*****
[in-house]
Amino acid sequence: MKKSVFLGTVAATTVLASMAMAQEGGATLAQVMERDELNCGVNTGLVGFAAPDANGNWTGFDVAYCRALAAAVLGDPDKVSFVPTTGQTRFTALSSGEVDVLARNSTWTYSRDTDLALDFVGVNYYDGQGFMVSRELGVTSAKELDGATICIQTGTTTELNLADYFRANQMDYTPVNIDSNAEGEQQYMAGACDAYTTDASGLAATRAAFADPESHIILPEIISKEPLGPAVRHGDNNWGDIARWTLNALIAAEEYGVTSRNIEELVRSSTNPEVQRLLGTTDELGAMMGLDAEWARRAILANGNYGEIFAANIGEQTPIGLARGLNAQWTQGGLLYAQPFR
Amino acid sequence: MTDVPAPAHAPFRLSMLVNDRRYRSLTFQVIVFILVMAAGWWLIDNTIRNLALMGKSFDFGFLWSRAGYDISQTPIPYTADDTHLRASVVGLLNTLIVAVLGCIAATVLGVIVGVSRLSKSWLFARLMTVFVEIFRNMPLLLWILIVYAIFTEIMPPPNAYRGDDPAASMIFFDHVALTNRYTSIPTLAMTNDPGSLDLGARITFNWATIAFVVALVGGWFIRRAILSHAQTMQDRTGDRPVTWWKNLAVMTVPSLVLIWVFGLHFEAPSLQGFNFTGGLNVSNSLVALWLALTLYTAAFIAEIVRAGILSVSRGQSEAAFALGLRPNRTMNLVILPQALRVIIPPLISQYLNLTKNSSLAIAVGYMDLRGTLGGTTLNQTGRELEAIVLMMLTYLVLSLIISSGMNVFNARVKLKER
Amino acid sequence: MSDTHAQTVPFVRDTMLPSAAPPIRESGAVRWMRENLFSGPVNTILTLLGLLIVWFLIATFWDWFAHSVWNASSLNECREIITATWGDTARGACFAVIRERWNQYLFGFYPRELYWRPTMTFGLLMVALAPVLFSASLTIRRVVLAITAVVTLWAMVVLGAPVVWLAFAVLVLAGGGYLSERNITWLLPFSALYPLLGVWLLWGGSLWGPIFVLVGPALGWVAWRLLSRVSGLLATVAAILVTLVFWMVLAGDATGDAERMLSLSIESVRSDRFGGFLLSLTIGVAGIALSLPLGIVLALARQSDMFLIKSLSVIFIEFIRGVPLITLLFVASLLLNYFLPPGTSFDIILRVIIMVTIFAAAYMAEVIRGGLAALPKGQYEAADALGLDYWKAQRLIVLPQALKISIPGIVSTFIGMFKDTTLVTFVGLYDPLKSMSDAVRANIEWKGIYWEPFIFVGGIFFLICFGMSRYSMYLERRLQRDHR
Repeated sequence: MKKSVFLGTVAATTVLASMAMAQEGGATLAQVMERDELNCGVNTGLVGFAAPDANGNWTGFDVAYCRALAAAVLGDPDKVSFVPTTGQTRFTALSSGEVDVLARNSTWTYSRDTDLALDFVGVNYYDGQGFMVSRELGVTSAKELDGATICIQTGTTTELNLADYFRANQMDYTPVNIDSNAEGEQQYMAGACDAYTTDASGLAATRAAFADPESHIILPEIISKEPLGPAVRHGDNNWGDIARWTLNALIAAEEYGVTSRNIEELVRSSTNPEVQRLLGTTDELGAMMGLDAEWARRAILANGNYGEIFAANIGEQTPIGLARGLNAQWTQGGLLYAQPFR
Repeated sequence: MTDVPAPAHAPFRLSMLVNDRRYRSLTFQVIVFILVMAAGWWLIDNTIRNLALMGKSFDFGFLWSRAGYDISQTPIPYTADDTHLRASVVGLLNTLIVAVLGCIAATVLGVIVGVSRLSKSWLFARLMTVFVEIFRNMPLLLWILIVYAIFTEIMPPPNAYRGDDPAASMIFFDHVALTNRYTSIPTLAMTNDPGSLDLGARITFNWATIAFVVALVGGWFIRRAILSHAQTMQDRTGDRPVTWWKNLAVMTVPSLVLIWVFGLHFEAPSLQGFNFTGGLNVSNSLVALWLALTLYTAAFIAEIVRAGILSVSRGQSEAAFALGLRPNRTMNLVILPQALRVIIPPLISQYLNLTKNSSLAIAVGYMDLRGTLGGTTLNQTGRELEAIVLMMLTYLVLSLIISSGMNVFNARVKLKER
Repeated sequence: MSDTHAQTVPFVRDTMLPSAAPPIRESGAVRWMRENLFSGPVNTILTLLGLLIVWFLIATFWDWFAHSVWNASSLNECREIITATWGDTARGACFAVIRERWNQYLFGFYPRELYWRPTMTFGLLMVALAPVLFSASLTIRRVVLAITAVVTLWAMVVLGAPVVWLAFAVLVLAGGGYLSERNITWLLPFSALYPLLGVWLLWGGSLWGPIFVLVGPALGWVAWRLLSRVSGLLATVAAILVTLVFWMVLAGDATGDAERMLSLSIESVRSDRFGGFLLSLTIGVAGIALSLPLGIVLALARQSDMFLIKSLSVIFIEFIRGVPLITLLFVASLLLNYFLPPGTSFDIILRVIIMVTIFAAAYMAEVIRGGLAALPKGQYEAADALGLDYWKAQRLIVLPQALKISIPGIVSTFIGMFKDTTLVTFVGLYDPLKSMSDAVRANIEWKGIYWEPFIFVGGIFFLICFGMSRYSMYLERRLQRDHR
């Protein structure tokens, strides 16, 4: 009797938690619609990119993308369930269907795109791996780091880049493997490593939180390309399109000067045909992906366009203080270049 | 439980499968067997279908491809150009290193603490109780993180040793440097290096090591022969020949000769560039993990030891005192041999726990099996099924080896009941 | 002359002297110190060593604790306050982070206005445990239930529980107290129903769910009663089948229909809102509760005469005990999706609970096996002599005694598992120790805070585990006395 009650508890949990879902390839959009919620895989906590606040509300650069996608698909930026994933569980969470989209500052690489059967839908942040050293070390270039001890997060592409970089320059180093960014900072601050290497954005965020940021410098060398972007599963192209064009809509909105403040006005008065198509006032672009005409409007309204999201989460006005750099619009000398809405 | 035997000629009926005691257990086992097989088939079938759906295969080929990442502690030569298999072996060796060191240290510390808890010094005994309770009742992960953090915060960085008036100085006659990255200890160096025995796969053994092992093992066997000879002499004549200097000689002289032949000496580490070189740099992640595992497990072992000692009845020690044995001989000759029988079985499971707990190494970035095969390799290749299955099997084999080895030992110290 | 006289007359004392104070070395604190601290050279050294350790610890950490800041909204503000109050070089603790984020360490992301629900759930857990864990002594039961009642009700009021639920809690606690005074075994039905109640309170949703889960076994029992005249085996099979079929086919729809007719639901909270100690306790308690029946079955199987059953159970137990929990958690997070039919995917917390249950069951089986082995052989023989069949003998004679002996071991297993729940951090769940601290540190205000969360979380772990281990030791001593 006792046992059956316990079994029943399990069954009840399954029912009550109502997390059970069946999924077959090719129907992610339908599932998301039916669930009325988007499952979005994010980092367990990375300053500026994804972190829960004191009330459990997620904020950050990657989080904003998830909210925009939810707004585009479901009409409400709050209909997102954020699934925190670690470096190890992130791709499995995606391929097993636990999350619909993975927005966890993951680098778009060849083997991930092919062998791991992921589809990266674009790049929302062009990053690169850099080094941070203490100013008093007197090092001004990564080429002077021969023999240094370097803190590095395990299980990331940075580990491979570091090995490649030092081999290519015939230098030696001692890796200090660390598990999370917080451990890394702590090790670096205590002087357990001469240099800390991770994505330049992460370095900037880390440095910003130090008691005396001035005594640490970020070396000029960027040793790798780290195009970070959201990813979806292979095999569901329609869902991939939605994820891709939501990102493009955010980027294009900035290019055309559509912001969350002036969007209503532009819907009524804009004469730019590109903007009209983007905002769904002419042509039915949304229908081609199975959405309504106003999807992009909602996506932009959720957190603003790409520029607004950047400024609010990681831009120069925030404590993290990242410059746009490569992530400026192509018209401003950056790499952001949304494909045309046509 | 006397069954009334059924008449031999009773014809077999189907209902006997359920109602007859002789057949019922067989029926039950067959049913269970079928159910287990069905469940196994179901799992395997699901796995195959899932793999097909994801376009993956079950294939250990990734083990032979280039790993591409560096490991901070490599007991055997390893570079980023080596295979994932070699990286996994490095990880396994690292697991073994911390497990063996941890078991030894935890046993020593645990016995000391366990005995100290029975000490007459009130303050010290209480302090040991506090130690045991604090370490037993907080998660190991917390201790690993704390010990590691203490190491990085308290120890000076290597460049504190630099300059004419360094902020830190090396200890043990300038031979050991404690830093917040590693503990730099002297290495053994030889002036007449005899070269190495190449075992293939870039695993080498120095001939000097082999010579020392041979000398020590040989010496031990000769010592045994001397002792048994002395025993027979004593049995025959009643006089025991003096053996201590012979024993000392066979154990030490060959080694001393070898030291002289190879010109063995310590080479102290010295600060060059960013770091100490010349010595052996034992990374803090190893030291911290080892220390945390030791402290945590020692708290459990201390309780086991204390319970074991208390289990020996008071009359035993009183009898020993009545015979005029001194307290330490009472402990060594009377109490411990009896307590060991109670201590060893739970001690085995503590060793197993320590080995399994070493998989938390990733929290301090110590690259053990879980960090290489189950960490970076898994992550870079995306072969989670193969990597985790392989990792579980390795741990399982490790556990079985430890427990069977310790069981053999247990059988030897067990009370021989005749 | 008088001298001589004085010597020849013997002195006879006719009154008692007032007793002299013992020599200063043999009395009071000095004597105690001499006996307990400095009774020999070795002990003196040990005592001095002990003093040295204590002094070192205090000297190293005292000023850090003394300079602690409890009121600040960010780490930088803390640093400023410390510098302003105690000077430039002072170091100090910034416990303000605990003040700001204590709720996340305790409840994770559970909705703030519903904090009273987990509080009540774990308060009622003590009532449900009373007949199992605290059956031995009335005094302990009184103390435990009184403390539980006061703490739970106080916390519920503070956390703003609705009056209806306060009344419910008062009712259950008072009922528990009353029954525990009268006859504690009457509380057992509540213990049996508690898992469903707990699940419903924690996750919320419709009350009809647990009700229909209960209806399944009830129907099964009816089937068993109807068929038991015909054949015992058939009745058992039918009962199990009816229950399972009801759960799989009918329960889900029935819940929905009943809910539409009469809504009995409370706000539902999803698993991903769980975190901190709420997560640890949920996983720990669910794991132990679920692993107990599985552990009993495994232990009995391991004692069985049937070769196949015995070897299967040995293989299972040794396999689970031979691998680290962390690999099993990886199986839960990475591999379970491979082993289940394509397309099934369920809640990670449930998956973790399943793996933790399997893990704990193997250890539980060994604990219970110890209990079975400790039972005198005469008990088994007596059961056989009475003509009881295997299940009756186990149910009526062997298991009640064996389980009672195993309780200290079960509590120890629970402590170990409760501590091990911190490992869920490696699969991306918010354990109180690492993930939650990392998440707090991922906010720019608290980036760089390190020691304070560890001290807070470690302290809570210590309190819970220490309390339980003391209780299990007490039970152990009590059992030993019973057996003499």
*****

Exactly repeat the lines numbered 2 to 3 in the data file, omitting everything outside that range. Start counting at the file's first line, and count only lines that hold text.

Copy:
Amino acid sequence: MKKSVFLGTVAATTVLASMAMAQEGGATLAQVMERDELNCGVNTGLVGFAAPDANGNWTGFDVAYCRALAAAVLGDPDKVSFVPTTGQTRFTALSSGEVDVLARNSTWTYSRDTDLALDFVGVNYYDGQGFMVSRELGVTSAKELDGATICIQTGTTTELNLADYFRANQMDYTPVNIDSNAEGEQQYMAGACDAYTTDASGLAATRAAFADPESHIILPEIISKEPLGPAVRHGDNNWGDIARWTLNALIAAEEYGVTSRNIEELVRSSTNPEVQRLLGTTDELGAMMGLDAEWARRAILANGNYGEIFAANIGEQTPIGLARGLNAQWTQGGLLYAQPFR
Amino acid sequence: MTDVPAPAHAPFRLSMLVNDRRYRSLTFQVIVFILVMAAGWWLIDNTIRNLALMGKSFDFGFLWSRAGYDISQTPIPYTADDTHLRASVVGLLNTLIVAVLGCIAATVLGVIVGVSRLSKSWLFARLMTVFVEIFRNMPLLLWILIVYAIFTEIMPPPNAYRGDDPAASMIFFDHVALTNRYTSIPTLAMTNDPGSLDLGARITFNWATIAFVVALVGGWFIRRAILSHAQTMQDRTGDRPVTWWKNLAVMTVPSLVLIWVFGLHFEAPSLQGFNFTGGLNVSNSLVALWLALTLYTAAFIAEIVRAGILSVSRGQSEAAFALGLRPNRTMNLVILPQALRVIIPPLISQYLNLTKNSSLAIAVGYMDLRGTLGGTTLNQTGRELEAIVLMMLTYLVLSLIISSGMNVFNARVKLKER